As described above, the output voltage VOUT converges to the intermediate voltage (1/2).Vcc at timings t2, t4, t6 and t8 after it crosses over the boundary, once at least, of the intermediate voltage (1/2).Vcc.

Accordingly, it is considered that the intermediate voltage generating circuit has at least three problems as in the following.

A first problem is occurrence of overshoot or undershoot. Transistors M11 and M3 configuring push-pull output stage 4 are controlled by supply of charge to the gate electrodes. Therefore, even at a timing when transistor M11 or M3 may not be turned on, the charge stored at the gate electrodes is not immediately discharged, whereby overshoot or undershoot never fails to occur.

A second problem is occurrence of oscillation. Since the intermediate voltage generating circuit easily oscillates, it is necessary to appropriately specify the size of each transistor to prevent the same from oscillating.

A third problem is high output impedance. In the intermediate voltage generating circuit, since transistors M11 and M3 configuring push-pull output stage 4 are only slightly turned on in a non-steady state, the output impedance is high.

SUMMARY OF THE INVENTION

One object of the present invention is to reduce output impedance of an intermediate voltage generating circuit.

Another object of the present invention is to maintain the output voltage at the intermediate voltage (1/2).Vcc as much as possible by supplying sufficient current outside, even when the output voltage of the intermediate voltage generating circuit fluctuates heavily.

Still another object of the present invention is to rapidly recover the output voltage to the intermediate voltage when the output voltage of the intermediate voltage generating circuit is shifted from the intermediate voltage.

A further object of the present invention is to consume as little current as possible in a steady state where the output voltage of the intermediate voltage generating circuit is maintained at the intermediate voltage.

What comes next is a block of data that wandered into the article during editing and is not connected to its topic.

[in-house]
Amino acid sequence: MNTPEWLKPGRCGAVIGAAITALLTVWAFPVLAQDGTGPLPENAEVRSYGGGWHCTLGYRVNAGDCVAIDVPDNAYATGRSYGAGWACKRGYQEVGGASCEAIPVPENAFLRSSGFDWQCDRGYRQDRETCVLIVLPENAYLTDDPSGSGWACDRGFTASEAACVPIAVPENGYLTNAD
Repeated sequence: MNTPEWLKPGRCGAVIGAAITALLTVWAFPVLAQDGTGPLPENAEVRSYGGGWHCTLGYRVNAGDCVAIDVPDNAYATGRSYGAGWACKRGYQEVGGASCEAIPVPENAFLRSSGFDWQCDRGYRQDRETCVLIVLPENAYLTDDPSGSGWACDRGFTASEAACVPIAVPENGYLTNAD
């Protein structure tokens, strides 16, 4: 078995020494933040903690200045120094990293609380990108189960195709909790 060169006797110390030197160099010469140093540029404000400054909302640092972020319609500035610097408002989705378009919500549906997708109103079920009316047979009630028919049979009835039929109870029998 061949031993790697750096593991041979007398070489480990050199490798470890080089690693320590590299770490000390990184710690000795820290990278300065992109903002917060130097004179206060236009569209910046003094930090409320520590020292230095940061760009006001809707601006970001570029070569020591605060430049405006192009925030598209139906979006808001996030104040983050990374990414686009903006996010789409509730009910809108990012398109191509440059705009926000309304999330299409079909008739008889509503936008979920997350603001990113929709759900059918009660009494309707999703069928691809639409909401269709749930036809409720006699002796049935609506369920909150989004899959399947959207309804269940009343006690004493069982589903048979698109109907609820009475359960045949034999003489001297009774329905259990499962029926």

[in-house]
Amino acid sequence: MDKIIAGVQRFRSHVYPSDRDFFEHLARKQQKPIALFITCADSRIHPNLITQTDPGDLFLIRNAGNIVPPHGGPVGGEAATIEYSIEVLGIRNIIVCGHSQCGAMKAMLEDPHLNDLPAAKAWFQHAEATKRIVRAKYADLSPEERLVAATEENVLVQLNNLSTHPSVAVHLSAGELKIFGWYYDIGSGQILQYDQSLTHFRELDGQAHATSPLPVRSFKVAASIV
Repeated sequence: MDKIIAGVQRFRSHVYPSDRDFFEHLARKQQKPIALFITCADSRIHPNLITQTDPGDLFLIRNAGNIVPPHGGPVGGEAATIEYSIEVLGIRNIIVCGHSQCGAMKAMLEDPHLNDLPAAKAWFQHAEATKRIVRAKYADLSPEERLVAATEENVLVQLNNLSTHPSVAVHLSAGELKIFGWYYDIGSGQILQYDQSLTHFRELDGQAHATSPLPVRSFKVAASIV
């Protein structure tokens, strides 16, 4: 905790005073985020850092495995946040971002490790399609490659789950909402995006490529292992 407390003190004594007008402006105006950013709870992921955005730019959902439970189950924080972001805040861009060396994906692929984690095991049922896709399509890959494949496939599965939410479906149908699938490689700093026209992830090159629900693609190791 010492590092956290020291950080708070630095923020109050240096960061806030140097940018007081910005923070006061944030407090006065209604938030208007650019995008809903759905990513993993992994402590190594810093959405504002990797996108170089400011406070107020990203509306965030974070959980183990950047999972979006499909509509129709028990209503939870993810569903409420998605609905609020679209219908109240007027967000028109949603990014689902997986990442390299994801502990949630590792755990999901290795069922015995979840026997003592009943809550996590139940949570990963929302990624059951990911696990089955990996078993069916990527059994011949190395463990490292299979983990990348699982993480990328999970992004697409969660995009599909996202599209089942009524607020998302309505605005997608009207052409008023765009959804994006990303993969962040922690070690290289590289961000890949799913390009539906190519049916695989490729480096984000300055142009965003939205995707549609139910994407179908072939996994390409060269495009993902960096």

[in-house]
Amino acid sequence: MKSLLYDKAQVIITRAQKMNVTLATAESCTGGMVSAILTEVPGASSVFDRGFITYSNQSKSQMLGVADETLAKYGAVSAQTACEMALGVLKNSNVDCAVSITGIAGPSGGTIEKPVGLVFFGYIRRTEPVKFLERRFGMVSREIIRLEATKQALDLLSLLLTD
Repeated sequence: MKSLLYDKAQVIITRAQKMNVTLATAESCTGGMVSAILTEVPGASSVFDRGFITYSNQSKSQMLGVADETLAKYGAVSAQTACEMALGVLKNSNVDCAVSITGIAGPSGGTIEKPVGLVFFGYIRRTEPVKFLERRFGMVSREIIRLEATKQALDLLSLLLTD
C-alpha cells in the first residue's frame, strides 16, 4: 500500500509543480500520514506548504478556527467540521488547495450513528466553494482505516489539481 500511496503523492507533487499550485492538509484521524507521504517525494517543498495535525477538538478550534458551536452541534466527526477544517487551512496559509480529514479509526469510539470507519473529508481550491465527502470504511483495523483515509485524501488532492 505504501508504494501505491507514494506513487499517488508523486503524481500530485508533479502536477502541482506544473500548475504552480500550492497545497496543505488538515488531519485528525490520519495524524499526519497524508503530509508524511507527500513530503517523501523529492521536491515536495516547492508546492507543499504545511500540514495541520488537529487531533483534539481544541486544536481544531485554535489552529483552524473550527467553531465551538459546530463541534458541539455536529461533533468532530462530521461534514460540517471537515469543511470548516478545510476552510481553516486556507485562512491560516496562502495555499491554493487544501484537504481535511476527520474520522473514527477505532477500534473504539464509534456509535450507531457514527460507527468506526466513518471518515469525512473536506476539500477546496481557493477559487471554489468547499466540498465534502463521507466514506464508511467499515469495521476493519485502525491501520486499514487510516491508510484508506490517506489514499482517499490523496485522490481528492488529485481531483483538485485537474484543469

The present invention includes an intermediate voltage generating circuit for generating an intermediate voltage between externally supplied first and second voltages. In brief, the present invention includes an output node, an intermediate voltage output circuit, a first reference voltage generating circuit, a second reference voltage generating circuit, and at least one current mirror circuit.

The intermediate voltage output circuit includes a first N channel MOS transistor and a first P channel MOS transistor connected in series between the first and second voltages and having sources connected to the output node.

The first reference voltage generating circuit generates a first reference voltage shifted from the intermediate voltage by a threshold voltage of the first N channel MOS transistor substantially to provide the first reference voltage to a gate of the first N channel MOS transistor.

The second reference voltage generating circuit generates a second reference voltage shifted from the intermediate voltage by a threshold voltage of the first P channel MOS transistor substantially to provide the second reference voltage to a gate of the first P channel MOS transistor.

The current mirror circuit is responsive to a current flowing in either of the first N channel or P channel MOS transistor for supplying a current having a value equal to or more than a value of the current flowing in either of the first N channel or P channel MOS transistor to the output node.

According to another aspect of the present invention, the intermediate voltage generating circuit includes an output node, a first intermediate voltage output circuit, a second intermediate voltage output circuit, a first reference voltage generating circuit, and a second reference voltage generating circuit.

The first intermediate voltage output circuit includes a first N channel MOS transistor, a first P channel MOS transistor, a second P channel MOS transistor, and a second N channel MOS transistor.